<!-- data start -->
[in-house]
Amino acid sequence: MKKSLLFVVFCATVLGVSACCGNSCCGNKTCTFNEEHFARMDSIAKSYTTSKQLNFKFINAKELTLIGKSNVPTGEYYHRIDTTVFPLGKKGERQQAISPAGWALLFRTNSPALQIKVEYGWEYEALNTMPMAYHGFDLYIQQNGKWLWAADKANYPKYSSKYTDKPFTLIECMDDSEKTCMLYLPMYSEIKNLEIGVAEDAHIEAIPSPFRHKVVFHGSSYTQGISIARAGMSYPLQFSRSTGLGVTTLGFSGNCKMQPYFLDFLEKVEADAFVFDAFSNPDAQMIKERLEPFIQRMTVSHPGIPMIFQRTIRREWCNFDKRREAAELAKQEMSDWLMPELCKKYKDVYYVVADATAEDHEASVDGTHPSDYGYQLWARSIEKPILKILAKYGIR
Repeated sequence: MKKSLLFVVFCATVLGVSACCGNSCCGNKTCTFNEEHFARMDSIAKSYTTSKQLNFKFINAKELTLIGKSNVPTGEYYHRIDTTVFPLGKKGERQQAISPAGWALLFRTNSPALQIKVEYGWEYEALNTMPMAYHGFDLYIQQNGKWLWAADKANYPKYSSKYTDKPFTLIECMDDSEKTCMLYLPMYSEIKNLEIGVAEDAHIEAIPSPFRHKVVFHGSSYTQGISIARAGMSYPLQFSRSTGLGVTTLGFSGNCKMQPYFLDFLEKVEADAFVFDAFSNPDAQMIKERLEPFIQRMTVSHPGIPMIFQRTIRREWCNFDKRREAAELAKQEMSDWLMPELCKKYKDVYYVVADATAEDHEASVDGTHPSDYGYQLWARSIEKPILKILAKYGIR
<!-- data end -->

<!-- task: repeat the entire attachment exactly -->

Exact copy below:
[in-house]
Amino acid sequence: MKKSLLFVVFCATVLGVSACCGNSCCGNKTCTFNEEHFARMDSIAKSYTTSKQLNFKFINAKELTLIGKSNVPTGEYYHRIDTTVFPLGKKGERQQAISPAGWALLFRTNSPALQIKVEYGWEYEALNTMPMAYHGFDLYIQQNGKWLWAADKANYPKYSSKYTDKPFTLIECMDDSEKTCMLYLPMYSEIKNLEIGVAEDAHIEAIPSPFRHKVVFHGSSYTQGISIARAGMSYPLQFSRSTGLGVTTLGFSGNCKMQPYFLDFLEKVEADAFVFDAFSNPDAQMIKERLEPFIQRMTVSHPGIPMIFQRTIRREWCNFDKRREAAELAKQEMSDWLMPELCKKYKDVYYVVADATAEDHEASVDGTHPSDYGYQLWARSIEKPILKILAKYGIR
Repeated sequence: MKKSLLFVVFCATVLGVSACCGNSCCGNKTCTFNEEHFARMDSIAKSYTTSKQLNFKFINAKELTLIGKSNVPTGEYYHRIDTTVFPLGKKGERQQAISPAGWALLFRTNSPALQIKVEYGWEYEALNTMPMAYHGFDLYIQQNGKWLWAADKANYPKYSSKYTDKPFTLIECMDDSEKTCMLYLPMYSEIKNLEIGVAEDAHIEAIPSPFRHKVVFHGSSYTQGISIARAGMSYPLQFSRSTGLGVTTLGFSGNCKMQPYFLDFLEKVEADAFVFDAFSNPDAQMIKERLEPFIQRMTVSHPGIPMIFQRTIRREWCNFDKRREAAELAKQEMSDWLMPELCKKYKDVYYVVADATAEDHEASVDGTHPSDYGYQLWARSIEKPILKILAKYGIR